If only a small branch of the MCA is blocked, it causes a small-vessel stroke. This impacts a small section of the MCA's territory and is often less serious.

MCA strokes are generally caused by a blood clot that travels from outside the brain. Typically, it's from the heart or carotid artery. Then the clot gets lodged in the MCA and blocks blood flow.

This is called an embolic stroke. When the clot originates in the arteries of the brain, it's called thrombotic.

Risk factors for MCA strokes include:

  • Heart disease
  • Carotid artery disease
  • General stroke risk factors such as high cholesterol, hypertension, and diabetes


MCA strokes are common and their symptoms are well known. A stroke in the left MCA causes symptoms on the right side of your body and visa-versa.

Large-vessel strokes like MCA strokes affect large areas of the brain. Sometimes, only a branch of the MCA is blocked and the stroke is less severe.

Blood clots that travel from the heart or carotid artery often cause MCA strokes.


MCA strokes are among the most easily recognized types of stroke.

Even so, your healthcare provider will likely use multiple labs and tests to confirm the diagnosis. These may include:

  • A neurological exam to determine affected brain regions
  • Electrocardiogram (EKG) to check electrical conduction of the heart, which may be irregular after a stroke
  • Lumbar puncture (spinal tap) to check for hemorrhagic stroke (rupture of a weakened blood vessel)
  • Blood tests to look for known risk factors, including clotting disorders, high cholesterol, and diabetes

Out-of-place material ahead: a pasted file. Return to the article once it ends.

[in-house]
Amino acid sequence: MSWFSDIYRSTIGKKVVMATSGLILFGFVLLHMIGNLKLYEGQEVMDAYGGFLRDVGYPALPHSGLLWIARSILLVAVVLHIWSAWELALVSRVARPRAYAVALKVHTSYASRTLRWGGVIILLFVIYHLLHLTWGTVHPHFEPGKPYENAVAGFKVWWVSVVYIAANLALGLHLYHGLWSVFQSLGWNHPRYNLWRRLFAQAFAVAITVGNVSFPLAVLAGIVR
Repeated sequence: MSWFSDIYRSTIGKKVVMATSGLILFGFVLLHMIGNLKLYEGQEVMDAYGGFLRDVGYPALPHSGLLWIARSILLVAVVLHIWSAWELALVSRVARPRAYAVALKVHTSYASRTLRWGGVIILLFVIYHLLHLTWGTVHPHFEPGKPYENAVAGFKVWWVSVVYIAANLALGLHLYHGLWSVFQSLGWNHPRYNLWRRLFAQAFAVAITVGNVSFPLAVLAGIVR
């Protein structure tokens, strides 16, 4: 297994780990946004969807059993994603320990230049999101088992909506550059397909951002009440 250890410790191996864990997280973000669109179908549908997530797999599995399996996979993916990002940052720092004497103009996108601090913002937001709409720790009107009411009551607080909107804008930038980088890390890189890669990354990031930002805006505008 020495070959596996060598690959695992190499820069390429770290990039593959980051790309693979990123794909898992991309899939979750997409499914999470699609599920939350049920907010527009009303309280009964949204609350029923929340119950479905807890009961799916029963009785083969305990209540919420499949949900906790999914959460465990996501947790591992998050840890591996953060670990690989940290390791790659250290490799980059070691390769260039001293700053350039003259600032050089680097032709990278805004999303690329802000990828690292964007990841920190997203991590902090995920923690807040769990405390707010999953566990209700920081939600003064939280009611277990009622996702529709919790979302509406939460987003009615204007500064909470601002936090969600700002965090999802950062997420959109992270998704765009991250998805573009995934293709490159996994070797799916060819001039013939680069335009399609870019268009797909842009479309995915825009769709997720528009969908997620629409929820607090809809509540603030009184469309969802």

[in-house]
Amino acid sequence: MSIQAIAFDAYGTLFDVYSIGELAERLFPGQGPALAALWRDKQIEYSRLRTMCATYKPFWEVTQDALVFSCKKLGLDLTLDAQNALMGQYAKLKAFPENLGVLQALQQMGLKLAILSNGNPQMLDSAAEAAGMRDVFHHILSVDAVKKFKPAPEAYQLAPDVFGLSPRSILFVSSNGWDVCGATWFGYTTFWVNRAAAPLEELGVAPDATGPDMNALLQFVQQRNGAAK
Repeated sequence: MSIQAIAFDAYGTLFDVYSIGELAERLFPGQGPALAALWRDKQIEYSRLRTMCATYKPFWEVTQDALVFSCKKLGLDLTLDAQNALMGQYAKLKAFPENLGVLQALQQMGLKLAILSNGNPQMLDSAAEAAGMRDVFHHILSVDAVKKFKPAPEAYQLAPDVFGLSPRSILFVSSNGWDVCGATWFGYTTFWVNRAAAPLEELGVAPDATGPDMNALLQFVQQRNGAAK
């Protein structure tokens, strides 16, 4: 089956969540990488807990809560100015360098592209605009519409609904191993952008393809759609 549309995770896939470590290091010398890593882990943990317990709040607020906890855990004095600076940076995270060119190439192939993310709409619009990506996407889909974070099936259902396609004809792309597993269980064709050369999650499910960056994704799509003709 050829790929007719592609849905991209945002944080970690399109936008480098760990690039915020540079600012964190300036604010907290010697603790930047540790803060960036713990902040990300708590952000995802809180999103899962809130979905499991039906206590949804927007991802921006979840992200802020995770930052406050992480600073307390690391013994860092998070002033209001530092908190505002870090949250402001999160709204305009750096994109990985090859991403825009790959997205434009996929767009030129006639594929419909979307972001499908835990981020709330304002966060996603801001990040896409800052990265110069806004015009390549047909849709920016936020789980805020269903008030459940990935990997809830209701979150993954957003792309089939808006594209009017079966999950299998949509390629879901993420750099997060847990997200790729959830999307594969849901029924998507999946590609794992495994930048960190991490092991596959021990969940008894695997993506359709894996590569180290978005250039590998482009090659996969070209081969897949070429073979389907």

• Computed tomography (CT) scan to quickly check for a brain bleed
  • Magnetic resonance imaging (MRI) to find a blood vessel blockage

Other tests and imaging may be performed depending on your symptoms.

Treatment and Rehabilitation

Urgent treatment may include:

  • Tissue plasminogen activator (TPA), a powerful blood thinner
  • Other blood thinners
  • Careful management of blood pressure, blood sugars, electrolytes, and fluids
  • Surgery to remove pressure on vital brain regions

Rehabilitation after a stroke can be intensive and prolonged. It may involve physical, occupational, and speech therapy.


Blocks or ruptures in the MCA lead to MCA strokes. The resulting loss of blood, oxygen, and nutrients can cause brain damage and impair function in the regions that get blood from the MCA.

MCA strokes are often large unless only a branch of it is blocked, in which case they're smaller and less serious. Symptoms of MCA strokes are the ones most people associate with strokes and have to do with the regions affected.

MCA strokes are often caused by blood clots that travel from the heart or carotid artery. They're diagnosed using a neurological exam, blood tests, and imaging.

Treatment includes blood thinners, surgery to relieve pressure, and management of several vital signs. Recovery may involve multiple types of therapy, depending on the symptoms. Recovery from an MCA stroke may take some time, particularly if the entire MCA was blocked, resulting in a large stroke.